BEIJING -- When foreign ministers from the five permanent members of the United Nations Security Council meet today to discuss how to pressure Iran to end nuclear enrichment, Russia and China are expected to oppose the possibility of sanctions, a stance that puts them at odds with other world powers but reflects energy and strategic interests that Moscow and Beijing will not casually abandon.
Both countries see Iran as a vital foothold in their efforts to counter Western power and expand their influence, analysts and diplomats say. And they have costly items at stake, including Iranian oil and natural gas supplies, and sales of arms, power plants and other technology.
These calculations help explain why these two nations have opposed the U.S.-European effort to curtail Iran's nuclear program. But analysts say those calculations might also point the way to compromise: If Russian and Chinese opposition hinges on what they stand to lose -- rather than ironclad alliances -- then the right resolution could draw them in line.
"China really evaluates its relations with Tehran in terms of the oil privileges available," said Zhu Feng, a global-security expert at Beijing University, "but Beijing will not risk losing friendly relations with international society over that."
Yesterday, Iran's parliament threatened to pass legislation forcing its government to withdraw from the Nuclear Nonproliferation Treaty if the U.N. took unfavorable action. But John R. Bolton, the U.S. ambassador to the U.N., said yesterday that the threat wouldn't block a U.N. resolution. Bolton said he expected a Security Council vote this week.
In a letter to U.N. Secretary-General Kofi Annan read on state-run radio, Iran's parliament said the dispute over Iran's nuclear program must be resolved "peacefully, [or] there will be no option for the parliament but to ask the government to withdraw its signature" allowing for inspections of its nuclear facilities.
A draft resolution introduced Wednesday by Britain, France and the U.S. demands that Tehran halt nuclear enrichment activities, which they believe could lead to nuclear weapons. Sponsors want the resolution adopted under Chapter 7 of the U.N. Charter, which can be enforced by sanctions or, if necessary, military action.
Russia and China are undecided. The key question is whether they will agree to impose limited sanctions on Iran, abstain from any resolution or reject the use of penalties entirely.
For China, an unchecked Iran poses risks and rewards. China's economy devours raw materials, so Beijing needs friends rich in natural resources. But China is wary of any country that threatens to disrupt the international status quo that has helped China prosper, and Chinese leaders denounce any notion of a nuclear-armed Iran.
For now, though, Iran's energy offerings are more persuasive. Iran-China trade has blossomed since 1993, when China's economy first outpaced domestic oil reserves. China today imports 40 percent of its oil, including 11 percent of that share from Iran. In the biggest deal, China's state-owned oil giant Sinopec struck a $70 billion pact in November 2004 to develop the Yadavaran oil field.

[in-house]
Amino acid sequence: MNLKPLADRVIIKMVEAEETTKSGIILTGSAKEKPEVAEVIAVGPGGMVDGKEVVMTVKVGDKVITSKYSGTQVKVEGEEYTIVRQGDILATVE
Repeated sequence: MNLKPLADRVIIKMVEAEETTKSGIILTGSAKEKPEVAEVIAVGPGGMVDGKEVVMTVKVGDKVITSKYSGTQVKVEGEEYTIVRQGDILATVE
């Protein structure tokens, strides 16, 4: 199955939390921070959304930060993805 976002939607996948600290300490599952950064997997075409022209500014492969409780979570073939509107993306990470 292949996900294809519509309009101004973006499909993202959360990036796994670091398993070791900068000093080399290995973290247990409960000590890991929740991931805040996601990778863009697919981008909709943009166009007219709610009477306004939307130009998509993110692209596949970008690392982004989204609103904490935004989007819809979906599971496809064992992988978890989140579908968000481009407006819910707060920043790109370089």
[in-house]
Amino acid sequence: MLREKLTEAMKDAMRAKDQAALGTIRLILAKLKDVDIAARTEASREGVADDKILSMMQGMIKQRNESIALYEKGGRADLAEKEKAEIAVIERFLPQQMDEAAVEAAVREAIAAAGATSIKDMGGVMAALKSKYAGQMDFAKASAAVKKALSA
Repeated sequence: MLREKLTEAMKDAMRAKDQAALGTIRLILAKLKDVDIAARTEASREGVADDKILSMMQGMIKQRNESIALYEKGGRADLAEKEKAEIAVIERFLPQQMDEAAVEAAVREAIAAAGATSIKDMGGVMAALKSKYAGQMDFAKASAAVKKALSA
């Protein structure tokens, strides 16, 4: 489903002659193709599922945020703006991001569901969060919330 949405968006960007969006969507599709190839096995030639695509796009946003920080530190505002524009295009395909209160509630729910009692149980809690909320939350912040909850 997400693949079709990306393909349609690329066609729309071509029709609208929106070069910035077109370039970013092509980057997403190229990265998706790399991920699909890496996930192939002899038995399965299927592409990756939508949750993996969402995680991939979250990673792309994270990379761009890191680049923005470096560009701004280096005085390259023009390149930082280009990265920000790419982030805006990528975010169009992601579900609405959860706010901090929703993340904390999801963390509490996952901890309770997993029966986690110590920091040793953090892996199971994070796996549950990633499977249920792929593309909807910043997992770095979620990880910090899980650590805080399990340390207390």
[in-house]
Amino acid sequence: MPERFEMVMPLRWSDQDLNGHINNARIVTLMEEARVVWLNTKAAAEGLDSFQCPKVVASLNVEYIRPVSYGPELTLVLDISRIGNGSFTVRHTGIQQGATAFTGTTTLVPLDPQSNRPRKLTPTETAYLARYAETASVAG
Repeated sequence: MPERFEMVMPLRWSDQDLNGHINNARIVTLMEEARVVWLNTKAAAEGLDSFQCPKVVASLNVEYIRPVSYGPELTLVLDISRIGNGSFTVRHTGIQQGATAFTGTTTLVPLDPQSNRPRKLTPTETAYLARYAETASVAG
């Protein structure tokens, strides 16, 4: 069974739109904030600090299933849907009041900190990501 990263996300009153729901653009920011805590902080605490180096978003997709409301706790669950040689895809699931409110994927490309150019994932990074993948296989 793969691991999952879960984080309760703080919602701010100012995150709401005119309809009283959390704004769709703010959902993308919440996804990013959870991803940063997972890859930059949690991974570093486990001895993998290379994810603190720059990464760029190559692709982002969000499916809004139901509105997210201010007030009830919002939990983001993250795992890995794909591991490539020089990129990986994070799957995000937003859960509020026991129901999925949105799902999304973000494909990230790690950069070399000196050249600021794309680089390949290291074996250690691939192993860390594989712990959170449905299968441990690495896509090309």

Overall, two-way trade between Iran and China increased from $1.2 billion in 1998 to about $10 billion in 2005. That figure includes Chinese sales to Iran of tactical guided missiles and other military equipment totaling $200 million between 2001 and 2004, according to a Congressional Research Service report.
China sees Iran as a buffer against U.S. expansion in the Middle East and a beachhead for defending vital sea passages, analysts say. In the event of a Chinese conflict with the United States, for instance, Iran could aid China to combat a U.S. naval blockade on oil shipments.
Chinese analysts say the importance of relations with the West is likely to compel Beijing to permit limited sanctions, as long as they do not target oil sales. Bates Gill, a China scholar at the Center for Strategic and International Studies in Washington, is less optimistic, saying the emerging best-case scenario appears to be a Chinese abstention to a watered-down resolution.
"The Chinese are not going to agree to seizing assets, forbidding travel and cutting off trade," Gill said.
There are similar compromises under consideration in Moscow, where Russian leaders' attitudes toward Tehran have changed since 2002, when Russians flatly dismissed American concerns over Iran's nuclear ambitions as groundless.
Today, Russia shares the West's suspicions about Iran's nuclear intentions. Last week, the Russian parliament's foreign affairs committee chairman, Konstantin Kosachyov, summed up Moscow's feelings toward Tehran in blunt terms: "We don't trust Iran either."
That mistrust, Kosachyov said, is fed by Iran's failure to provide full disclosure of its nuclear program and its hostility to Israel.
Moreover, vetoing a Security Council vote for sanctions carries the clear risk of straining an already chilly relationship with Washington and risking future energy ties with the West
Evan Osnos and Alex Rodriguez write for the Chicago Tribune. The Associated Press contributed to this article.